Henry Wendt describes this selection of maps in the audio guide for this exhibition as a ‘collection of stories that is the grand story of the progress of knowledge and understanding of our environment and how people understood the world’. Wendt goes on, however to point out that ‘every map serves more than one purpose’ whether it be decorative, navigational, informative, for commerce or marking the outpost of an empire.’

Envisioning the World is divided into four major chronological sections, each one associated with a pioneer in scientific concepts of the time. As one walks through the exhibition, the maps display the evolution in understanding of geography and the nature of our solar system and our place in it. The exhibition also shows innovations in printing beginning with maps printed from woodcuts and graduating to detailed copperplate engravings.

The educational opportunities offered in this exhibition are accessible for those new to the world of cartography as well as those well versed. We recommend visiting the Sonoma County Museum especially to all that are interested in cartography and world history.

Arader Galleries has a fine collection of antique maps from the 16th to the 20th centuries. For more information, visit our locations at 432 and 435 Jackson Street, or call 415.788.5115.

Thursday, November 5, 2009

The San Francisco Fall Antiques Show

The Arader Galleries team, from left: Tim Hamilton, Stephanie Waskins and Nicole Lopez

Below: Photographs of the Arader Galleries booth:

Object from Egyptomania exhibition

Andreas Cellarius celestials from the Arader Galleries collection on display in installation by Sutro Architects

The oldest continuously run antique show on the west Coast, The San Francisco Fall Antique Show, was held in the Marina at the Fort Mason Center October 29-November 1st. Arader Galleries San Francisco was pleased to participate in the show and was honored to be able to exhibit amongst the world’s premier antique dealers. Along with about 70 exhibitors, Arader Galleries debuted its impressive collection of maps, natural history and botanical engravings and lithographs from the 16th – 19th centuries, iconic images of California, the Pacific Islands and Asia as well as beautiful antique furniture, globes and more. On exhibition from Arader Galleries were some of the world’s most well renowned naturalists, cartographers and artist’s works, including John James Audubon, Dr. John Robert Thornton, Maria Sibylla Merian, Andreas Cellarius and Alexis-Hubert Jalliot.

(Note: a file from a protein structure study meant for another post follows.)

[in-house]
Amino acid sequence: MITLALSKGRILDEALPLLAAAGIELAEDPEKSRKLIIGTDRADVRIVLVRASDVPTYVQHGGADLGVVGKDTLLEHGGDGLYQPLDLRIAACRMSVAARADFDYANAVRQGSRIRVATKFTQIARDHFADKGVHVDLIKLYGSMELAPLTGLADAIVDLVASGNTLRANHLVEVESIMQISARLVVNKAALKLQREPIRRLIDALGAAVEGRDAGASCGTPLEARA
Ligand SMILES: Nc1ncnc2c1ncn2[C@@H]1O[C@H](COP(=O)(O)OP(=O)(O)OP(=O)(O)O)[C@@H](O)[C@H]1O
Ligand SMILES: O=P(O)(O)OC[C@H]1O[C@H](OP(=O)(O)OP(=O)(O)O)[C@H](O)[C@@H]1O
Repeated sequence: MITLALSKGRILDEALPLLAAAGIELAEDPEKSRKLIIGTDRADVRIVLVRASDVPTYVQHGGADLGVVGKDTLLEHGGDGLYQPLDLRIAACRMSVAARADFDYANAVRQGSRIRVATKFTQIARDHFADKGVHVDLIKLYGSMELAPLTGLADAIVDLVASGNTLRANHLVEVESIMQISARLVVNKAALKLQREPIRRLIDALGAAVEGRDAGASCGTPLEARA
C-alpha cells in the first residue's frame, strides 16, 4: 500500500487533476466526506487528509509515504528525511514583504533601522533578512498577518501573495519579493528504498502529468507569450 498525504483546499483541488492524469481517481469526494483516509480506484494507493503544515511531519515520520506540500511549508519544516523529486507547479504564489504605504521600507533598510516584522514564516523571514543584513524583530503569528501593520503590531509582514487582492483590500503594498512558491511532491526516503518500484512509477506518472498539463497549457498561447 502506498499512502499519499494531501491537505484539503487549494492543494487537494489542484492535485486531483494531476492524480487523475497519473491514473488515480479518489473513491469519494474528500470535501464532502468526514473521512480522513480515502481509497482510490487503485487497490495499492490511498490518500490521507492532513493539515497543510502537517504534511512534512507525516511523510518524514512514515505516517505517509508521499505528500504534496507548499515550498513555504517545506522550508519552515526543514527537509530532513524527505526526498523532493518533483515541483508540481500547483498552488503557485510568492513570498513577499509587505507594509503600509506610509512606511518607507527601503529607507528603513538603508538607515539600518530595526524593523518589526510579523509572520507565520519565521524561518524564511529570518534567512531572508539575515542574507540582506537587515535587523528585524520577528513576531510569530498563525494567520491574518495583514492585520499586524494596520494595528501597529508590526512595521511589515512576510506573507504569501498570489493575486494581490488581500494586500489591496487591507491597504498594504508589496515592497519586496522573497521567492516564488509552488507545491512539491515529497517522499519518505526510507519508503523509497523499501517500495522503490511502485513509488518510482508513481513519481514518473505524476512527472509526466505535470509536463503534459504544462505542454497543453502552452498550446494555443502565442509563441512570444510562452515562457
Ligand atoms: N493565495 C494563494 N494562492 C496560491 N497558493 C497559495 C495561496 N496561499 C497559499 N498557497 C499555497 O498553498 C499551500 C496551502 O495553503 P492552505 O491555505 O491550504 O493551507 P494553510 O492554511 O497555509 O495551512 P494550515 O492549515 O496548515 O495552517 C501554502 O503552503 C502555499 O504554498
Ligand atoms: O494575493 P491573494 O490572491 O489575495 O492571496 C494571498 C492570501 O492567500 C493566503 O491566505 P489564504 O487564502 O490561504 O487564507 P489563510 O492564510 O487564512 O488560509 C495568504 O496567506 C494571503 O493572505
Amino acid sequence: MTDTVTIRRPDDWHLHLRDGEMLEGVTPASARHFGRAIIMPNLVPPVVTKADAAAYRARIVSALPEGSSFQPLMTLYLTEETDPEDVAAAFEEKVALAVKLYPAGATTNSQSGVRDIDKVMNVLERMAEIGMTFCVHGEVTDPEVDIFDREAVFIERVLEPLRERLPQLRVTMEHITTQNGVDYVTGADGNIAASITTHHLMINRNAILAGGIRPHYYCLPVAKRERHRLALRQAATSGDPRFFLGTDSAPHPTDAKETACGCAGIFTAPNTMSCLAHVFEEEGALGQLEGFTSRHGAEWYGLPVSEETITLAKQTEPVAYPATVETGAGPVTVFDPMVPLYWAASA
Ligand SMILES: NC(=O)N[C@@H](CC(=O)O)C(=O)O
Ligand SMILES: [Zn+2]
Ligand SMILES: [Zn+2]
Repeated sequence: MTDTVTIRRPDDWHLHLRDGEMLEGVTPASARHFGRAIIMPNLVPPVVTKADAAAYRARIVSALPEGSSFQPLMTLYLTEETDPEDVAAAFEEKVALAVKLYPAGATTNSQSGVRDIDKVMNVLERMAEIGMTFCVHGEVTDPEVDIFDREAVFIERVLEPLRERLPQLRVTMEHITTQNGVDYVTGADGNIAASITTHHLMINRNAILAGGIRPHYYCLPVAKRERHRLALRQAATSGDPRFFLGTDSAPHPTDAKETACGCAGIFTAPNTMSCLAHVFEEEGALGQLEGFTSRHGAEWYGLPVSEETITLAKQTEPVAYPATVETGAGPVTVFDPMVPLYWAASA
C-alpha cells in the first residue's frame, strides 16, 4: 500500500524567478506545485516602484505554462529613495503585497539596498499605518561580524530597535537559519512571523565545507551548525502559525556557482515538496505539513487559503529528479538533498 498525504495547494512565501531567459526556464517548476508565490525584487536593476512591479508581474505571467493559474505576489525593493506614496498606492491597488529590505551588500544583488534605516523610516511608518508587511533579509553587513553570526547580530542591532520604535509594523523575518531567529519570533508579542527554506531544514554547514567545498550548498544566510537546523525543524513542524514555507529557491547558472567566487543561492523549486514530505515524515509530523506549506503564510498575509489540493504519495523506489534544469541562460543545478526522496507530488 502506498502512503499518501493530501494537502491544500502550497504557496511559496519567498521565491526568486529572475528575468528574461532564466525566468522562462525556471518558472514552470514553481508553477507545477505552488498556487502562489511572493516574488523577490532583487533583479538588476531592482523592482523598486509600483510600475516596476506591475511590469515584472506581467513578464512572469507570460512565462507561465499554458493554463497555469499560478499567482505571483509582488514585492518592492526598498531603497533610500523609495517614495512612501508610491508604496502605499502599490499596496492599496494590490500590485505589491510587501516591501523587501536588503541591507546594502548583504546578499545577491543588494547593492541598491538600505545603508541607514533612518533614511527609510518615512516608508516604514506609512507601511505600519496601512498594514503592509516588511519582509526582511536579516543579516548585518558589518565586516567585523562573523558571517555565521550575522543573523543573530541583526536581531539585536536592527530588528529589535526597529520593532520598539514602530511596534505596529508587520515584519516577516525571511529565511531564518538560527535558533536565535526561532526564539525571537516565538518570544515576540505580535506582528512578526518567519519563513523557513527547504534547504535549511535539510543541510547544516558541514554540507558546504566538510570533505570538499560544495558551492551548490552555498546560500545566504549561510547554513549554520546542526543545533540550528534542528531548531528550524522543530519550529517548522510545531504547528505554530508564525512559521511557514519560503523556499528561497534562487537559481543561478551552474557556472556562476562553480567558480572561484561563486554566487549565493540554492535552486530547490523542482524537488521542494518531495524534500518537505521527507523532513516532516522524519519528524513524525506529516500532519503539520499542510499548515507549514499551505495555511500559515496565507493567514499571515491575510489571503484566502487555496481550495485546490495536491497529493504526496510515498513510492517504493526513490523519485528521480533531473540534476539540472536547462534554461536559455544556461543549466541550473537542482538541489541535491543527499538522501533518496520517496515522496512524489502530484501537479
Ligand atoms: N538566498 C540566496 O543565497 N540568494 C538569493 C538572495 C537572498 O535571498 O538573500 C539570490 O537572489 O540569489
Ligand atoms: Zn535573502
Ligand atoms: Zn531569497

The San Francisco Fall Antiques Show is the major fundraising event for Enterprise for High School Students, a non-profit job referral and career development agency in San Francisco. The theme of the show this year was Egyptomania: Imitation as Timeless Flattery and the lecture series for the show focused on cultural and historical artifacts and their relation to the ancient Egypt, as well as present day fascination with the culture and preservation of Egyptian life. In keeping with this theme, Arader Galleries displayed its own collection of Egyptian maps by Abraham Ortelius as well as mezzotints, engravings and lithographs of Egyptian landscape views, architecture, iconic imagery, animals and more. Arader Gallery was proud to be apart of the San Francisco Fall Antique Show and thankful for the opportunity to share and exhibit our vast collection of antiques.